The automaker inked a deal with BMW last year to produce electric MINIs, which has lent the Svolt team an opportunity to work with the premium carmaker. Courtesy, BMW.

China’s electric car market, the largest of its kind worldwide, is no short of shooting-to-stardom stories. For instance, the country’s largest battery maker, CATL, is merely eight-year-old and it has made onto the supplier list of carmakers from Volkswagen to Toyota and BMW.

Such success stories have inspired many startups to dream big, including Svolt Energy Technology, China Daily reported.

A battery maker established in 2018, it will not see its first plant, located in Changzhou, Jiangsu province, to become operational until later this year, but the company’s President Yang Hongxin said it has worked out a plan of an annual global capacity of 100 GWh by 2025 and eventually become a top three player in the country.

The confidence arises from its products, which are made of stacked cells instead of the commonplace jelly roll ones, and its cooperation with BMW in its infancy.

Svolt traces its origins back to 2012 as the power business unit of China’s largest SUV maker Great Wall Motors.

The automaker inked a deal with BMW last year to produce electric MINIs, which has lent the Svolt team an opportunity to work with the premium carmaker, the report said.

Yang said his team was involved in the design of the electric car platform during the past two years and worked with BMW engineers in a lot of aspects, including battery cells, modules and systems.

“They gave us the help and support to work out mature products,” he said. “We have made a lot of progress in terms of technology, procedures, strategies and production and could not have done it without their support.”

Yang said he hopes Svolt to become of one of BMW’s suppliers as well, adding BMW and Daimler will begin testing their products in August.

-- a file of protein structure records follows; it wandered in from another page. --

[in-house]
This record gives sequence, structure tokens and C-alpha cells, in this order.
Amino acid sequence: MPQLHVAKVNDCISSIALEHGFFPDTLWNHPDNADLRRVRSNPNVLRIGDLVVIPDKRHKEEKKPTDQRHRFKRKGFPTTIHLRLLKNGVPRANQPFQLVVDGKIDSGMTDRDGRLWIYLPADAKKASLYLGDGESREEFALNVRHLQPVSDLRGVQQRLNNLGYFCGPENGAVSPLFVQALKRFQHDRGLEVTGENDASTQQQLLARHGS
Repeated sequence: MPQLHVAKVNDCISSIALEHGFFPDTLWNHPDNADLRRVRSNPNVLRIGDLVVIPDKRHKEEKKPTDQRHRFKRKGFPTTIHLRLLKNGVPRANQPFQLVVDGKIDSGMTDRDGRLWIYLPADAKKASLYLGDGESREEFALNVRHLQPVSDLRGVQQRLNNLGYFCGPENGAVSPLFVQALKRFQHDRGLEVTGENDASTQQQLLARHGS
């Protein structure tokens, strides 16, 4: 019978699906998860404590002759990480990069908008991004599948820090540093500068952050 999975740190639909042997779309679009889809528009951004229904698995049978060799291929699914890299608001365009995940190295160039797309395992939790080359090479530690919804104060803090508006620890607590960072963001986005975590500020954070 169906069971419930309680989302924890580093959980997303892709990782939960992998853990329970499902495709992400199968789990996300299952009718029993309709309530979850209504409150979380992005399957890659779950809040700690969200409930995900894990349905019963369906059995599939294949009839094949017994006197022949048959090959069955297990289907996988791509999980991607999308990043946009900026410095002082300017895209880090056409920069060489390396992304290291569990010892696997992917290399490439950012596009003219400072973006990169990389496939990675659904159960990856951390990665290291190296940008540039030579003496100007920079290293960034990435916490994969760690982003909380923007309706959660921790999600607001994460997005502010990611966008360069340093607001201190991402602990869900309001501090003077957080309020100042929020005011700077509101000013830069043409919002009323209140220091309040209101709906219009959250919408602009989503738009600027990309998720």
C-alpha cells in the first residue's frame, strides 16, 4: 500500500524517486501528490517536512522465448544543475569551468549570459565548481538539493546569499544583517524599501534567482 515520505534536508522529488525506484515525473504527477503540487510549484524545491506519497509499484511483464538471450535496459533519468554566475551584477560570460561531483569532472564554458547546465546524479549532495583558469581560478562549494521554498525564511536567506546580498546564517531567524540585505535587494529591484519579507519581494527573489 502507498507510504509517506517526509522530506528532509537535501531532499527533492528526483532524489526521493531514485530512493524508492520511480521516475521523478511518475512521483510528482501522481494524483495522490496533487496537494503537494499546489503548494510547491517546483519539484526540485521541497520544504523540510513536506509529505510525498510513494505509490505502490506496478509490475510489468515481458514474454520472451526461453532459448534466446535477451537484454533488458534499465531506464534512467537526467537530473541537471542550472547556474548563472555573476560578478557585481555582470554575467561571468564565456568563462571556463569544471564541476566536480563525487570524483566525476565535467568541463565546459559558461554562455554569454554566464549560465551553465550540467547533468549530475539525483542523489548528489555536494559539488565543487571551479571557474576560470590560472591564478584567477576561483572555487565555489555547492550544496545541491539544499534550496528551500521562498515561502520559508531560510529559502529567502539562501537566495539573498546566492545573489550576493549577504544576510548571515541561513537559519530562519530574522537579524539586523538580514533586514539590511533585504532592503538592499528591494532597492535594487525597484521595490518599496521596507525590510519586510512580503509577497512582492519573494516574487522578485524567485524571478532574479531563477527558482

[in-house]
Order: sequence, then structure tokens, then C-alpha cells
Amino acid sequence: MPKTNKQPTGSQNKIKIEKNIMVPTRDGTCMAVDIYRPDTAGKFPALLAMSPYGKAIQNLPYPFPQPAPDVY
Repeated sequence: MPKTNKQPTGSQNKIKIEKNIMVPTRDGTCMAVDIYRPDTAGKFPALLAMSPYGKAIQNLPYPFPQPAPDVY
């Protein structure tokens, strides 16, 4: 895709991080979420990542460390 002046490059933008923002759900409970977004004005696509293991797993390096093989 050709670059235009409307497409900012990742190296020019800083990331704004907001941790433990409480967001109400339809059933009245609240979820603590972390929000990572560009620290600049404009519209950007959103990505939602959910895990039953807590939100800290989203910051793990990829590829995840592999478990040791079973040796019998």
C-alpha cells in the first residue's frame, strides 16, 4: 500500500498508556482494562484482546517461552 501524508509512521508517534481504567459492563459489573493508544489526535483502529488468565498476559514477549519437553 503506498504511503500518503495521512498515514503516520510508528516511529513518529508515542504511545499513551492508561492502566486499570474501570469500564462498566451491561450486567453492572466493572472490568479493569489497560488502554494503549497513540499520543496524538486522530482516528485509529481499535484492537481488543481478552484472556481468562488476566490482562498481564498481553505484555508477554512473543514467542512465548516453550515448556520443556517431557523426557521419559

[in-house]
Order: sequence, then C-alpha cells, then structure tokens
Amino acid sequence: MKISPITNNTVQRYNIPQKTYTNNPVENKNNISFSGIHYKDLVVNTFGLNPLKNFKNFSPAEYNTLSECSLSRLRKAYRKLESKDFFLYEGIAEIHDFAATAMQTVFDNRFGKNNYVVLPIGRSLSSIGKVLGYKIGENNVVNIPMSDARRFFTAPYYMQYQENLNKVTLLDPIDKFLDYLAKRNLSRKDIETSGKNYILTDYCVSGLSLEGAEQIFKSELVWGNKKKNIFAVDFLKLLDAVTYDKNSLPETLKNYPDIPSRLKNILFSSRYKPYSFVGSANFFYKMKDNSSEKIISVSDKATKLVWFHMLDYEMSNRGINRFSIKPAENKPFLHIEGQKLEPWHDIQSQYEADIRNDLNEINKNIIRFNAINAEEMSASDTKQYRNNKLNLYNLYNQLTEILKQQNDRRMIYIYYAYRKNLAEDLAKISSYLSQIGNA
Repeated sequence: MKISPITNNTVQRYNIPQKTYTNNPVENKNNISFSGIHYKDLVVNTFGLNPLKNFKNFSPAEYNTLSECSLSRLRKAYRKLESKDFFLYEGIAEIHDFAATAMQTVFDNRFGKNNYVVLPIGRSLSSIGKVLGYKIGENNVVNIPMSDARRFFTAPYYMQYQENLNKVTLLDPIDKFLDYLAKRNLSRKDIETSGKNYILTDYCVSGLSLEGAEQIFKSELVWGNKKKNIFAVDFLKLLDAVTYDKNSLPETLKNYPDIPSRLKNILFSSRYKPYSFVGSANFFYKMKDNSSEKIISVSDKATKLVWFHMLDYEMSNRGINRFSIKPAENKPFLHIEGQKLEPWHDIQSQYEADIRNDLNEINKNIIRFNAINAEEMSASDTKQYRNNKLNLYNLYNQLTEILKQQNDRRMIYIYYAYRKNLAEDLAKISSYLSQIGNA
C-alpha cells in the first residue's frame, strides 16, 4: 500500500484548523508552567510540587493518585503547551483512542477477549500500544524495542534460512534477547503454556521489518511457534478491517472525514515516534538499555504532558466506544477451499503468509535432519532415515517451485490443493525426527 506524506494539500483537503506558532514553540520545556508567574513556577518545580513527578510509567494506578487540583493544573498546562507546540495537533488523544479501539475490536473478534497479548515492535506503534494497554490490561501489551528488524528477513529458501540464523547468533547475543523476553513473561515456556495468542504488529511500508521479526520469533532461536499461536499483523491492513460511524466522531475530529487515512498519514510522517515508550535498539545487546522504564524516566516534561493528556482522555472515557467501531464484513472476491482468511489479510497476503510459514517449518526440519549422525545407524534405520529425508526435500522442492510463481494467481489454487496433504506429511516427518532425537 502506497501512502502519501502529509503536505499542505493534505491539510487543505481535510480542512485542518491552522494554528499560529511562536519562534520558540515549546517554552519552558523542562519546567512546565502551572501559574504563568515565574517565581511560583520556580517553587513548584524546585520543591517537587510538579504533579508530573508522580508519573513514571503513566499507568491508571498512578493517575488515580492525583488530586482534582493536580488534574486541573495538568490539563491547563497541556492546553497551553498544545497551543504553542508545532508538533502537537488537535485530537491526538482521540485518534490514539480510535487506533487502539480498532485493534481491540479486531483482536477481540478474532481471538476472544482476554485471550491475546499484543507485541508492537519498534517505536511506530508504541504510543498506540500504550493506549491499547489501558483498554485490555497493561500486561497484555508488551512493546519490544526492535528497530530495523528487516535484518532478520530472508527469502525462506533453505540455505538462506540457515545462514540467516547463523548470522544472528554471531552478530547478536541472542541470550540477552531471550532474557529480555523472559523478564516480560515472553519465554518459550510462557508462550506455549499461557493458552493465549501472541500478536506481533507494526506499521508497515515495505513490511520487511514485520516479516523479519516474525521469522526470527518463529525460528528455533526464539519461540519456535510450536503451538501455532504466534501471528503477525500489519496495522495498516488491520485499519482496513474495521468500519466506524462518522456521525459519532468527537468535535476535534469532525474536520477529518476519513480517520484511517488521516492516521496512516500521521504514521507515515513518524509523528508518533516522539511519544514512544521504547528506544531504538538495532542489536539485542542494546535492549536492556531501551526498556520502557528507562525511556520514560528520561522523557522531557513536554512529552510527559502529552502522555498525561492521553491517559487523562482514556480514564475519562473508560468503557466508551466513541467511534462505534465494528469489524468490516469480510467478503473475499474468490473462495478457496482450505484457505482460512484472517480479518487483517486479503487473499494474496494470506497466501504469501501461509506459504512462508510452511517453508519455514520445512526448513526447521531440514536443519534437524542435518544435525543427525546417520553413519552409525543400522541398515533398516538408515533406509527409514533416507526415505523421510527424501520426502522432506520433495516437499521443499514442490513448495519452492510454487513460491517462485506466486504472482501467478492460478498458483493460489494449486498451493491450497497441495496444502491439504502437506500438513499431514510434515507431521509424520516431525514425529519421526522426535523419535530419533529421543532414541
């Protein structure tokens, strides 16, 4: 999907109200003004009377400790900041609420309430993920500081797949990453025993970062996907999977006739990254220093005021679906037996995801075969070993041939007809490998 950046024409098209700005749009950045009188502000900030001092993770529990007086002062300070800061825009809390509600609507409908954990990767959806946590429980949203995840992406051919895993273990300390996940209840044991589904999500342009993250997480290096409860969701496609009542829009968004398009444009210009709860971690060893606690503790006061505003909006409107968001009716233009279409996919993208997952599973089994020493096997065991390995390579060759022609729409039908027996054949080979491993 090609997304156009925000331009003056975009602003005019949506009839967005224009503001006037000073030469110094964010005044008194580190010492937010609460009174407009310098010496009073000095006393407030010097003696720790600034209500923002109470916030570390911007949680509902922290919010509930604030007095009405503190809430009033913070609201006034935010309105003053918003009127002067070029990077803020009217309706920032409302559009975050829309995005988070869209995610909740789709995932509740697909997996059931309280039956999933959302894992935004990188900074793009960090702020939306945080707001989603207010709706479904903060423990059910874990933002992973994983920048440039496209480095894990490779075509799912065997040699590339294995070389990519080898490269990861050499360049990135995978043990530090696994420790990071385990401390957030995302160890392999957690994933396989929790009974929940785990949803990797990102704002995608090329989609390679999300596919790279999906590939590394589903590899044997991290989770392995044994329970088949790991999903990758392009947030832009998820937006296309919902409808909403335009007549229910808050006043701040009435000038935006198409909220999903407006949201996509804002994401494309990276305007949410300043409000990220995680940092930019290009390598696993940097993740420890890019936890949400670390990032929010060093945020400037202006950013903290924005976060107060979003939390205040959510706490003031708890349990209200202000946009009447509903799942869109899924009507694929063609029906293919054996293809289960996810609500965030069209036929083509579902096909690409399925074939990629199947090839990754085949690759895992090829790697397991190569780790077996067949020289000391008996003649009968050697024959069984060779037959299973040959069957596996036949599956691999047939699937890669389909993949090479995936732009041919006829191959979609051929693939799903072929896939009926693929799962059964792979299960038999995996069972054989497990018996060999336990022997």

Some Chinese carmakers, including Great Wall Motors, have already started testing.

Svolt believes its products are competitive. Made of stacked cells, its batteries outperform the jelly roll ones by 5% in energy density, by 10 percent in life cycle but are 15% cheaper, according to Yang.

Other battery makers including Panasonic and CATL have plans to develop stacking cell batteries as well, but Svolt claims to be the pioneer in this aspect so far, the report said.

The company said it is making “good progress” as well on developing a cobalt-free lithium-ion battery — a goal of battery producers aiming to eliminate the pricey and increasingly scarce mineral.

With its products, Yang said he expects Svolt to make a breakthrough in the market. CATL, which dominates the market, accounted for more than 40% of sales in the first half of 2018.

“This is the result of insufficient competition,” Yang said. “Normally, in any market one player will not have a market share of above 30 percent.”

He said the situation may change soon, as China abolished the white list of battery makers in June, enabling more companies to play a level playing field.

In the same month, South Korean battery maker LG Chem teamed up with Chinese carmaker Geely to build a joint venture in China, the report said.

“In the long run, such competition will drive down the cost of batteries and benefit the electric car industry as a whole,” Yang said.

Svolt is ramping up its efforts to seize its share. Its first Chinese plant, which is under construction, will have a capacity of 12 GWh by 2020. By the end of 2025, the combined capacity in China is expected to reach 76 GWh, with total investment reaching 26 billion yuan ($3.78 billion).

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